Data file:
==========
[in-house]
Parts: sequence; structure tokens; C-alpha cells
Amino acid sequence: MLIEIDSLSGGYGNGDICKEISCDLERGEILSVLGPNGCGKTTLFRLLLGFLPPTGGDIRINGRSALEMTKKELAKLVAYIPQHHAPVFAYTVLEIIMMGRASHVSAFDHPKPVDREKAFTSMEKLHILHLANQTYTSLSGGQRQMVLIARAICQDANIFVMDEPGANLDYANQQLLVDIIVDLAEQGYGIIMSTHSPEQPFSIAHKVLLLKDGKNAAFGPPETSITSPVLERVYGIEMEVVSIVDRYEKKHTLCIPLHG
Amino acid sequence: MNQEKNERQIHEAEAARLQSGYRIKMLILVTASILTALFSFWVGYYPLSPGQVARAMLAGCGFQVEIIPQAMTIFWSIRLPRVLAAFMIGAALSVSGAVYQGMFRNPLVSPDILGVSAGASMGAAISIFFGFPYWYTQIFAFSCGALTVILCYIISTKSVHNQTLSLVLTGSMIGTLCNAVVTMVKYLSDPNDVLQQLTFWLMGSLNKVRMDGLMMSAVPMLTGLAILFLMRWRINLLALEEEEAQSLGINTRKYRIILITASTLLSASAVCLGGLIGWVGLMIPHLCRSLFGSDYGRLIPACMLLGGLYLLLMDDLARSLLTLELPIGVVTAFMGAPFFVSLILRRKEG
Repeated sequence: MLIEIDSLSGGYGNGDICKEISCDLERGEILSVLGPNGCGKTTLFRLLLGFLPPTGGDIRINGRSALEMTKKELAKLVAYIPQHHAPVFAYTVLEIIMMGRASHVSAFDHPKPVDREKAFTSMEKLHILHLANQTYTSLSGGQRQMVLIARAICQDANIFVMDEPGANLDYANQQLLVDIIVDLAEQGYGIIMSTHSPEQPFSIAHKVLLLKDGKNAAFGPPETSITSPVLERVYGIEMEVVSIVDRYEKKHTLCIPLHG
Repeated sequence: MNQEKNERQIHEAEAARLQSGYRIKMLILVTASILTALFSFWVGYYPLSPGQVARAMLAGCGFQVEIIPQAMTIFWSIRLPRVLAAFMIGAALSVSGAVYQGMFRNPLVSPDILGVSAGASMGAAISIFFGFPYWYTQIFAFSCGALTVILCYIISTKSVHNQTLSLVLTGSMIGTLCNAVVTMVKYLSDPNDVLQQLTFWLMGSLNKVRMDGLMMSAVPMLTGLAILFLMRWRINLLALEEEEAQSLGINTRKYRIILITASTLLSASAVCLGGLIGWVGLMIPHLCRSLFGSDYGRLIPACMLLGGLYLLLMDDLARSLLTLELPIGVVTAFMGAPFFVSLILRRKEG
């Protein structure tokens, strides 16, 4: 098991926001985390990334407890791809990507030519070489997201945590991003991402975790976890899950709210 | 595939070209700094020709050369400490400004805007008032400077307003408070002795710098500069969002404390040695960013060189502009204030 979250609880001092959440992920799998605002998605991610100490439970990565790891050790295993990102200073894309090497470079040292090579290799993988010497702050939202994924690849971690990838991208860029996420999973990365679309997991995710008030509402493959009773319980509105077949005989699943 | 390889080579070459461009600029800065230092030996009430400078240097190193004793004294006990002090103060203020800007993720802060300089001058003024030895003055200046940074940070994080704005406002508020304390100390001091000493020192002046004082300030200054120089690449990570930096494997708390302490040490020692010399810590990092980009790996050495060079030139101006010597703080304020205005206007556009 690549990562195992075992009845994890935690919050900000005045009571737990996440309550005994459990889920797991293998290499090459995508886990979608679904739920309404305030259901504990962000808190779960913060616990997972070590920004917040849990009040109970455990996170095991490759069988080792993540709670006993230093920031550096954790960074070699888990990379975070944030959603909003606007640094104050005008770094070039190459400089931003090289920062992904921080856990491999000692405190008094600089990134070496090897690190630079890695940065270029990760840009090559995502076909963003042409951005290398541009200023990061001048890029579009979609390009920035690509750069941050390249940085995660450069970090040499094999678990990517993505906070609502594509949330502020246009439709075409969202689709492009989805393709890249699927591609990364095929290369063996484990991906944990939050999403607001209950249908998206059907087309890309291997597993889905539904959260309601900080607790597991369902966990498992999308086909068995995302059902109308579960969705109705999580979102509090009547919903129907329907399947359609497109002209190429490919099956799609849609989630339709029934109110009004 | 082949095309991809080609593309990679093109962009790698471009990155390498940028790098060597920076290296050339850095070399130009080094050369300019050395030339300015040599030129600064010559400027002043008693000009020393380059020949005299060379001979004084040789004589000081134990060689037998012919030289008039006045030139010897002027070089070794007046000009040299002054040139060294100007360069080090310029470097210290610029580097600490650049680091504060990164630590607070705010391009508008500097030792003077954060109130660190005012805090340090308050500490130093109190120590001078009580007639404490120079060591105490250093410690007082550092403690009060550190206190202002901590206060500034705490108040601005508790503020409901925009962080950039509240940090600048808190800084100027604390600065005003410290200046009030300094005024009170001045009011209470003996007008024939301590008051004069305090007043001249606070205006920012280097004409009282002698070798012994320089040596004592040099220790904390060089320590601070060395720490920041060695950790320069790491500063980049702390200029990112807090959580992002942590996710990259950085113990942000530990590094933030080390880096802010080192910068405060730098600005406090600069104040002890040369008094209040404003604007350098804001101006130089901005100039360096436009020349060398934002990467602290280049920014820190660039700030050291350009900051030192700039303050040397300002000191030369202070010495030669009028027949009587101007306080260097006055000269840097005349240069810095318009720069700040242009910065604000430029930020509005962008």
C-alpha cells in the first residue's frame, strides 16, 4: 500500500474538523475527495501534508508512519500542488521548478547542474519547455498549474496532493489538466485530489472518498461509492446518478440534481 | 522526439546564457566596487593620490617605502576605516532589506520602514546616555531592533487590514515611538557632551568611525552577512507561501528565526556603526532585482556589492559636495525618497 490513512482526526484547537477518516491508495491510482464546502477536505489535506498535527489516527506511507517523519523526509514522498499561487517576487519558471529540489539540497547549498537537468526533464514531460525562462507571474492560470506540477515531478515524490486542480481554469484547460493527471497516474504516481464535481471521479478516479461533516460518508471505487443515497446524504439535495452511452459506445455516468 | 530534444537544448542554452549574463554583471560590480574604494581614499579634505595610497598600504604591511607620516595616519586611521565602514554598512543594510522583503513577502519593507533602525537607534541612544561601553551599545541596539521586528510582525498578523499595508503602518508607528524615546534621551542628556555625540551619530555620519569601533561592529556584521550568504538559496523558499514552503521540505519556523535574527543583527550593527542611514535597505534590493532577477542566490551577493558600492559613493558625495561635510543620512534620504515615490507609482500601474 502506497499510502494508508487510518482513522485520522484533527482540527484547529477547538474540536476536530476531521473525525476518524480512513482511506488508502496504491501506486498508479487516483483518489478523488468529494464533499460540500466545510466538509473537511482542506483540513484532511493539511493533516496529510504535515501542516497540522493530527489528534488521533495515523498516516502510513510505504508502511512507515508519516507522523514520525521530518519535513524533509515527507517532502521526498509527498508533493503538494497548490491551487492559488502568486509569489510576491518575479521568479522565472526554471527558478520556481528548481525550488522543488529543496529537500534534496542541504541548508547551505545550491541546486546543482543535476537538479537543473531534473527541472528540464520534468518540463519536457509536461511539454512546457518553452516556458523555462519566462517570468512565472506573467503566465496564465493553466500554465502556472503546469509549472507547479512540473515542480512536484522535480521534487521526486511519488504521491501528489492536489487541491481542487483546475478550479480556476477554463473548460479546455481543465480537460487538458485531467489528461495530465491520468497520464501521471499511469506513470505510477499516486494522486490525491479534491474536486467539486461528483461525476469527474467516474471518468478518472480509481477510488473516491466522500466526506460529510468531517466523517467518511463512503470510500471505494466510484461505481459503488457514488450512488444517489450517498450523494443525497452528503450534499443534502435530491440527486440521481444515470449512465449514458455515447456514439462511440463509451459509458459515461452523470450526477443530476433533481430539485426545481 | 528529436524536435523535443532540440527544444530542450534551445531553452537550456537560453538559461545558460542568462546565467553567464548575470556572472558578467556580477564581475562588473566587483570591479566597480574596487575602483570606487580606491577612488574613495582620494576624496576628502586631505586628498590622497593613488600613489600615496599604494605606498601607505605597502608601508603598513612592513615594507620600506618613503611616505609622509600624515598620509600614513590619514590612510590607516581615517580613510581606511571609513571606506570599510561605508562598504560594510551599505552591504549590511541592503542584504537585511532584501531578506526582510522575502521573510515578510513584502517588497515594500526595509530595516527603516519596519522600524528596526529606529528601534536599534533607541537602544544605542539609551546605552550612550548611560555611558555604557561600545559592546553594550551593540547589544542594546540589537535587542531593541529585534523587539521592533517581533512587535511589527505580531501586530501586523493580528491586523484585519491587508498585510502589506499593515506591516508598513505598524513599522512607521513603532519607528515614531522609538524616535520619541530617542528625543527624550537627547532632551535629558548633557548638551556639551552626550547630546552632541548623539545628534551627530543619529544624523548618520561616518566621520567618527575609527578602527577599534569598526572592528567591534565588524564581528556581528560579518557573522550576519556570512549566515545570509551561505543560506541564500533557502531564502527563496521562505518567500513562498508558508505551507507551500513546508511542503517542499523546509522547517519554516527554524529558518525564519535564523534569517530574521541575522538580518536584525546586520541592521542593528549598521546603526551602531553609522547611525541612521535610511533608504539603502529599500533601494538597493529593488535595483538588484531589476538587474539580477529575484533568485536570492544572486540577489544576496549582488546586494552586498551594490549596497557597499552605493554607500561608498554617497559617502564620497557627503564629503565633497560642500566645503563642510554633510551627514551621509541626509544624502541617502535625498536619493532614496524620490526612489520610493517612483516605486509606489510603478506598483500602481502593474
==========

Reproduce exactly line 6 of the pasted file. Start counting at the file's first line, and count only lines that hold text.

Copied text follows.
Repeated sequence: MNQEKNERQIHEAEAARLQSGYRIKMLILVTASILTALFSFWVGYYPLSPGQVARAMLAGCGFQVEIIPQAMTIFWSIRLPRVLAAFMIGAALSVSGAVYQGMFRNPLVSPDILGVSAGASMGAAISIFFGFPYWYTQIFAFSCGALTVILCYIISTKSVHNQTLSLVLTGSMIGTLCNAVVTMVKYLSDPNDVLQQLTFWLMGSLNKVRMDGLMMSAVPMLTGLAILFLMRWRINLLALEEEEAQSLGINTRKYRIILITASTLLSASAVCLGGLIGWVGLMIPHLCRSLFGSDYGRLIPACMLLGGLYLLLMDDLARSLLTLELPIGVVTAFMGAPFFVSLILRRKEG